Pura Lingsar Temple Bali
This large temple compound is the holiest in Lombok. Built in 1714 by King Anak Agung Ngurah, and nestled beautifully in the lush rice fields, it’s multi-denominational, with a temple for Balinese Hindus (Pura Gaduh) and one for followers of Lombok’s mystical take on Islam, the Wektu Telu religion.Pura Gaduh has four shrines: one orientated to Gunung Rinjani (seat of the gods on Lombok), one to Gunung Agung (seat of the gods in Bali) and a double shrine representing the union between the two islands.
The Wektu Telu temple is noted for its enclosed pond devoted to Lord Vishnu, and the holy eels, which can be enticed from their lair with hard-boiled eggs (available at stalls outside). It’s considered good luck to feed them. You will be expected to rent a sash and/or sarong (or bring your own) to enter the temple.Pura Lingsar is 9km northeast of Mandalika. Take a bemo from the Mandalika terminal to Narmada, and another to Lingsar. Ask to be dropped off near the entrance to the temple complex.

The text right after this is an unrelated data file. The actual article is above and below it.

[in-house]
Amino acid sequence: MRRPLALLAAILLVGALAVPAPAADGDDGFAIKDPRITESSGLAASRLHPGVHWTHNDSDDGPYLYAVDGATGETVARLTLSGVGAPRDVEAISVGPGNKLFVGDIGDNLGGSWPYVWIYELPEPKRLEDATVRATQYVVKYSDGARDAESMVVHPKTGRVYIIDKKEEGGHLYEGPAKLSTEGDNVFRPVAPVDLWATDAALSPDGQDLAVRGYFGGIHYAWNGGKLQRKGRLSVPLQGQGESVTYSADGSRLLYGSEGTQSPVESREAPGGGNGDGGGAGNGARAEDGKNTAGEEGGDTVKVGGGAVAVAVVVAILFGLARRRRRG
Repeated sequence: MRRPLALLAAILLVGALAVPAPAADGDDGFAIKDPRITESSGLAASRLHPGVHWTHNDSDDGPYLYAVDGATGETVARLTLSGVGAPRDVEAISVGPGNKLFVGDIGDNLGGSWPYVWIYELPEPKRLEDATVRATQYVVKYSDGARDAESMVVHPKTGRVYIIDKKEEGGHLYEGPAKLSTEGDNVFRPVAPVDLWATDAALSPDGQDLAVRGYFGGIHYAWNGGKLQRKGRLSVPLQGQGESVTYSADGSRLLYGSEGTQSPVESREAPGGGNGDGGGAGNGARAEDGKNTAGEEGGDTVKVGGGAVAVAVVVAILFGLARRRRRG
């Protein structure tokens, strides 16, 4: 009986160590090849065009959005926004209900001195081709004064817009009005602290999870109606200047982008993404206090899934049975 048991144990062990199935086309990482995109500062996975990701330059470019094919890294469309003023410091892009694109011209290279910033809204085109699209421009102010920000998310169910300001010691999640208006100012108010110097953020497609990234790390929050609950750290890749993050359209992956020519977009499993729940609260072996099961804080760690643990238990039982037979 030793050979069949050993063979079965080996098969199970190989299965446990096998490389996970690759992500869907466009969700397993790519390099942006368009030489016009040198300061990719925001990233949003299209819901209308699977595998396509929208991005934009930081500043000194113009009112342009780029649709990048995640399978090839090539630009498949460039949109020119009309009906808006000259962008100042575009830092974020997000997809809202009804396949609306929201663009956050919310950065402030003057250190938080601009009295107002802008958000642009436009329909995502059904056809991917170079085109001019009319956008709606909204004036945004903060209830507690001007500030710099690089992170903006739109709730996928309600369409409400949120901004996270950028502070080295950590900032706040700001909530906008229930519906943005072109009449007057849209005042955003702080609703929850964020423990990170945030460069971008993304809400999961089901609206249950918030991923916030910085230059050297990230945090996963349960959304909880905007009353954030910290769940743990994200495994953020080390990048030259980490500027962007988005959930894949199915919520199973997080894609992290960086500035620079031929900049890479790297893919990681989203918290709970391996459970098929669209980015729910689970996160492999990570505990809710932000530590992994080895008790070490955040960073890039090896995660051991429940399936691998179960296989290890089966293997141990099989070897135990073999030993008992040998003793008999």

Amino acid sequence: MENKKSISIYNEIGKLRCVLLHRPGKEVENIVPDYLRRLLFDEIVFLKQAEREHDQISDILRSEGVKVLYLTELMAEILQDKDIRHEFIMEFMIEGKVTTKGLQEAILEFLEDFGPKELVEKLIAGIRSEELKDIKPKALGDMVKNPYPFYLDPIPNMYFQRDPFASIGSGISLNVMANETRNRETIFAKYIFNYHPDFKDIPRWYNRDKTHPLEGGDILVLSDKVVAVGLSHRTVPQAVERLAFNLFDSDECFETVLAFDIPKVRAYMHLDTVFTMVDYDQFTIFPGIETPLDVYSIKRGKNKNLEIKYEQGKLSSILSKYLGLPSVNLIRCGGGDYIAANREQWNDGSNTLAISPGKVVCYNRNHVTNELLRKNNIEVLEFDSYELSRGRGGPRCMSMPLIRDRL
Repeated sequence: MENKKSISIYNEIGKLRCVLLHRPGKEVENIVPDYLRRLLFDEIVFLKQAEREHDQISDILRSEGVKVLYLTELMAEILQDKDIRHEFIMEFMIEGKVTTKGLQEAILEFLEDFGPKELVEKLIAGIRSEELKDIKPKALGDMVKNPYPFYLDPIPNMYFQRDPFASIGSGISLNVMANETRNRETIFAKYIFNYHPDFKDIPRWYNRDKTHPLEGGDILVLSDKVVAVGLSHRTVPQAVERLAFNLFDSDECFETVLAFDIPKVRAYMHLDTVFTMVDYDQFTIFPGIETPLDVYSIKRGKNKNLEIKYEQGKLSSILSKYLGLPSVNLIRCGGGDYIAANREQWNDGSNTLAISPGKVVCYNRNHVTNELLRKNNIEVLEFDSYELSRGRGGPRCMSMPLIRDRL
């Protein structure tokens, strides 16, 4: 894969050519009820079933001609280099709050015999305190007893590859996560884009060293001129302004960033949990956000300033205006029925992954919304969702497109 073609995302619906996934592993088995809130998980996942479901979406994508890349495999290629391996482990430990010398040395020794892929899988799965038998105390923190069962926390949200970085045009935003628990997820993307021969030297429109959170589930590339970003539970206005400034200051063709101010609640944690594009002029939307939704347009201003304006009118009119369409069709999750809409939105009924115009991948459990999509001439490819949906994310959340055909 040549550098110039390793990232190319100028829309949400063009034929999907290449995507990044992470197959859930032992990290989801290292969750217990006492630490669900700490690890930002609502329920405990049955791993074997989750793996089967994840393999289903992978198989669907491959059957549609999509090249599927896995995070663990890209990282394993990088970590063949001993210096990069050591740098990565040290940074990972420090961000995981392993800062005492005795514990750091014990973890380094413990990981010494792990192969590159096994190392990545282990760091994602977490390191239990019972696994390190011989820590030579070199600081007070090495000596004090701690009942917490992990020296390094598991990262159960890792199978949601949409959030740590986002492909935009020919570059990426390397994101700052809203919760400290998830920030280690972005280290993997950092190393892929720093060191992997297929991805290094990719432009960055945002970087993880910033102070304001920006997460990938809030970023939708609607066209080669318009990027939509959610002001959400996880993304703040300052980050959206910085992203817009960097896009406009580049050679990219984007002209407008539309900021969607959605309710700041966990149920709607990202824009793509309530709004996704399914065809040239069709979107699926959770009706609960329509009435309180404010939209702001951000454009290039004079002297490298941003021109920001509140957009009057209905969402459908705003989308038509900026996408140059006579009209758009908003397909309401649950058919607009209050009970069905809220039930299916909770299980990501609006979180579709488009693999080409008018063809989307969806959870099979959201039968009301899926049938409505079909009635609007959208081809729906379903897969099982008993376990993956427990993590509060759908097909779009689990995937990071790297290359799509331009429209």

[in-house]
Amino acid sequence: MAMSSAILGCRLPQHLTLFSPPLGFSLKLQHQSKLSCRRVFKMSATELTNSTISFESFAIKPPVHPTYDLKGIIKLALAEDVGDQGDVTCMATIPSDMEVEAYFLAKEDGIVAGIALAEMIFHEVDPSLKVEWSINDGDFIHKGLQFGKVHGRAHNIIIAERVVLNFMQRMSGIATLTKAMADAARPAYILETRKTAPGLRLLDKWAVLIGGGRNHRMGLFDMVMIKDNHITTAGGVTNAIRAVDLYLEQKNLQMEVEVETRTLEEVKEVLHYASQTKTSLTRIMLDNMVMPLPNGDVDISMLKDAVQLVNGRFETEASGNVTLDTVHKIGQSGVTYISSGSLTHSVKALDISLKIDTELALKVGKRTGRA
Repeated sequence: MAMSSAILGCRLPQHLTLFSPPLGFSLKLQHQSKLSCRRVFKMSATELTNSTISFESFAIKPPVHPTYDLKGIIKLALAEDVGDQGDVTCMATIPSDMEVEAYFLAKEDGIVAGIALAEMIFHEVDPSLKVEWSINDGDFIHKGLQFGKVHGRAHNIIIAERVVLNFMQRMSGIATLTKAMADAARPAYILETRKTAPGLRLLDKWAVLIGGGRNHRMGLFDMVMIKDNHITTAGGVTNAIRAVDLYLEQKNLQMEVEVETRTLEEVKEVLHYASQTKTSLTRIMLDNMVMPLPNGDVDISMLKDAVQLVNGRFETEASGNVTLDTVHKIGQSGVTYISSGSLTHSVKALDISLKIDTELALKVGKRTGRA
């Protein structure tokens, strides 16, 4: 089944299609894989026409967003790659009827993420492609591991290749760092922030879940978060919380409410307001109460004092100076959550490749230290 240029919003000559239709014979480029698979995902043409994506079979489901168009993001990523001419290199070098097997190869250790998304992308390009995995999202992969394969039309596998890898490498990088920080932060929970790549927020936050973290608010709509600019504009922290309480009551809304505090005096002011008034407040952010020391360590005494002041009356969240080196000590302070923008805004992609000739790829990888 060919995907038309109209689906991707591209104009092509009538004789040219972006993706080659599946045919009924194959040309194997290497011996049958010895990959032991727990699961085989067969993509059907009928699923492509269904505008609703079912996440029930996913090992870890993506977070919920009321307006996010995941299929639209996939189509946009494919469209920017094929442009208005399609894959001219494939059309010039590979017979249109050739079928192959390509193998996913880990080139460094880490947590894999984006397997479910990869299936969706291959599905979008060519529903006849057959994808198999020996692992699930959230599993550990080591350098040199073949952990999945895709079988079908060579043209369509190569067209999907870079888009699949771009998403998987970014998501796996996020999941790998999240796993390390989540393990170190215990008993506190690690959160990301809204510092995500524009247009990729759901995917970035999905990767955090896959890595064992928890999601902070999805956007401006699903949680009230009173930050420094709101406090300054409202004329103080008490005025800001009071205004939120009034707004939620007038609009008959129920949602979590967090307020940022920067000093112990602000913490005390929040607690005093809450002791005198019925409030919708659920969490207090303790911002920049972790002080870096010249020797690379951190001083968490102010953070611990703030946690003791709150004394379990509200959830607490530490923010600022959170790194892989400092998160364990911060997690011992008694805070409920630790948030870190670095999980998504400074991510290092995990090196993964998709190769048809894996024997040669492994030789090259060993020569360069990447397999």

Visitors to Pura Lingsar are expected to wear a sash or sarong to enter the temple. If you forget, there will be vendors outside happy to rent you appropriate clothing. You can also explore the temple’s outer buildings without any special dress requirements. The northern, elevated part of the temple is the Hindu section, while the Wektu Telu worship in the southern section.
Pura Lingsar is famous for a pool of water in the Wektu Telu area, sacred to the deity Vishnu. This pool is home to a family of holy eels, who can be lured out of their hiding spots with hard-boiled eggs. You can purchase eggs from stalls outside the temple to feed the eels yourself.
In mid-December, Pura Lingsar hosts the temple festival of Perang Topat. During this festival, representatives of the Hindu and Wektu Telu communities put on an elaborate costumed parade and then square off for a wild mock battle in which the weapon of choice is ketupat balls of sticky rice wrapped in coconut leaves.